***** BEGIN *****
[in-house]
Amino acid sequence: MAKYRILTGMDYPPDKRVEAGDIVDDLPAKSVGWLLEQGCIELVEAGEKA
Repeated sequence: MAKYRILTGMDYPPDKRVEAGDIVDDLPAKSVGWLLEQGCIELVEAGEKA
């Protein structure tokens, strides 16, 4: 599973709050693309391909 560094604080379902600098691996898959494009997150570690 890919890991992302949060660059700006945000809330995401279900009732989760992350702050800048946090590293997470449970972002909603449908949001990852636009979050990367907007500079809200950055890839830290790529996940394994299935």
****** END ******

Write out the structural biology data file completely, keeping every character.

[in-house]
Amino acid sequence: MAKYRILTGMDYPPDKRVEAGDIVDDLPAKSVGWLLEQGCIELVEAGEKA
Repeated sequence: MAKYRILTGMDYPPDKRVEAGDIVDDLPAKSVGWLLEQGCIELVEAGEKA
């Protein structure tokens, strides 16, 4: 599973709050693309391909 560094604080379902600098691996898959494009997150570690 890919890991992302949060660059700006945000809330995401279900009732989760992350702050800048946090590293997470449970972002909603449908949001990852636009979050990367907007500079809200950055890839830290790529996940394994299935």